Why is a long march planned to Muzaffarad on May 11?



The Muzaffarabad Public Action Committees has called for a long march to Azad Jammu and Kashmir’s (AJK) capital Muzaffarabad on May 11 (Saturday). 

In a bid to stop the long march, the government has called the Punjab Constabulary, Frontier Constabulary along with the Azad Kashmir Police. 

But why are people protesting and marching towards Muzaffarabad and what is the AJK government’s stance on this matter?

The AJK High Court, in a bid to resolve the issues surrounding the construction of Neelum Jhelum Hydropower Project and other hydroelectricity projects, had ordered the AJK government to develop an agreement with Water & Power Development Authority (Wapda) and to get the matter approved under the interim constitution of AJK. 

However, the government failed to implement the orders. 

This case was still undergoing but on May 8, 2023, the people in Rawalakot demanded subsidy on wheat flour. And on August 18, Muzaffarabad and Mirpur also became part of the protests due to inflated power bills. 

The alliance between the cities later took the form of a movement across AJK, however, none of the mainstream political parties were a part of it. 

Hence, all the political and regional organisations, which were not a part of the assembly, got a platform to speak for the people’s rights. Moreover, the movement received strong support from the leadership of business organisations.

Apart from the issue of hydroelectricity projects, the movement also raised concerns about several other issues including supply of hydropower generated in AJK at cost of production, subsidy on flour and reducing the privileges of judges, elite civil bureaucracy, members of assembly, former prime ministers and presidents.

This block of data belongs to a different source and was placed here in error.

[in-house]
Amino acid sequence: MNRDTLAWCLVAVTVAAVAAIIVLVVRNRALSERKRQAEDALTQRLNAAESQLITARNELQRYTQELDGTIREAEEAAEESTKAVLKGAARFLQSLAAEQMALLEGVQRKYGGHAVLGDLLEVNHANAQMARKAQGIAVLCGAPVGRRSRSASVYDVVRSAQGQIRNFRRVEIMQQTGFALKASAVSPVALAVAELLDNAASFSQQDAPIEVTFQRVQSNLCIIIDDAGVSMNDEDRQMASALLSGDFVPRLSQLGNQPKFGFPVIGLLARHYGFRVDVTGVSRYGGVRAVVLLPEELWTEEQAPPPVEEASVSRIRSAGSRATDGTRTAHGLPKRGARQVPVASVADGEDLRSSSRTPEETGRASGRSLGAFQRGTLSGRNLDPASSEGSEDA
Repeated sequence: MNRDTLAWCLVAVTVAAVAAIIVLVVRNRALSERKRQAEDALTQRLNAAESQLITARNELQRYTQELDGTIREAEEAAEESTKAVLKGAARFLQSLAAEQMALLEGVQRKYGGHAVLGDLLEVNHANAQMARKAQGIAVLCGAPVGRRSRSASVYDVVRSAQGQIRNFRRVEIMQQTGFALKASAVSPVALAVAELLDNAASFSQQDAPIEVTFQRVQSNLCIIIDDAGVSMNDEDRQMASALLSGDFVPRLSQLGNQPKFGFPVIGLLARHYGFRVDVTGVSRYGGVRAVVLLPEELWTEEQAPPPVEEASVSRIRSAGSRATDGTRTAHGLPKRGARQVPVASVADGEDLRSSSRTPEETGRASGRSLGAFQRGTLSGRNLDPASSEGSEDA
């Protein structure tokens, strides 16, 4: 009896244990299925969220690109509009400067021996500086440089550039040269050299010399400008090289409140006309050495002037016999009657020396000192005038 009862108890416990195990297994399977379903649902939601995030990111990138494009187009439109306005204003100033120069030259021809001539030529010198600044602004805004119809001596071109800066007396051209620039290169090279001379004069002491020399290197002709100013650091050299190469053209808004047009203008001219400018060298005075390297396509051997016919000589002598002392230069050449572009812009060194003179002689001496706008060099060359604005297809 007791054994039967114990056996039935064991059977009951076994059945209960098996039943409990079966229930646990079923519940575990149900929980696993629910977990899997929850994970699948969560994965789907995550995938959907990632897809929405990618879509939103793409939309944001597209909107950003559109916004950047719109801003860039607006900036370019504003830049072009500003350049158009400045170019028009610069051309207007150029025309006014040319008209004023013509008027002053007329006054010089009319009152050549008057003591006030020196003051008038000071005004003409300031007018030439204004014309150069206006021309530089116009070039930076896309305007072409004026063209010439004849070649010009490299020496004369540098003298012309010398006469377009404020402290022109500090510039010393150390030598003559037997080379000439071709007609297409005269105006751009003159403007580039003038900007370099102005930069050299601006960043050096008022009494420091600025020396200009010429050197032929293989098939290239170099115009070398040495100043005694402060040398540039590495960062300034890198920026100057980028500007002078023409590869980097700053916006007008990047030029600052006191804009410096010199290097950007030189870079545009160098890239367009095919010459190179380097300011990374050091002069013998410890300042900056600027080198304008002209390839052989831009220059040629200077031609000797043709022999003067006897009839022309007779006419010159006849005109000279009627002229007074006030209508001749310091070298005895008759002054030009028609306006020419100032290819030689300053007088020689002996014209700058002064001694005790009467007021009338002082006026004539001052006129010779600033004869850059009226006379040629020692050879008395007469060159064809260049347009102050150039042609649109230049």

As a first step, the public action committee appealed to the people not to pay the electricity bills and as a result, 80% of the people did not pay the electricity bills for the last 11 months.

Following this, people in Rawalakot started burning their bills which also spread across rest of AJK. The government then carried out an operation and removed the sit-ins and arrested the businessmen and filed terrorism charges against them, triggering protests across AJK. 

The government then set up a committee to negotiate with action committee and after multiple sessions, the government accepted their demands and agreed to take up matters with the Government of Pakistan on the issue of electricity.

A notification was issued to execute the demands, however, they could not be implemented and the matter could not be presented for legislation in the assembly. 

Following this, the PAC announced a strike on February 5. However, it later withdrew the call in view of the national interest. Despite this, the government was neither able to reach an agreement on the hydropower projects nor it could resolve the power tariff issue. 

The PAC has been protesting for the implementation of the court order and also filed a contempt of court petition against the government. It also called for a long march on May 11.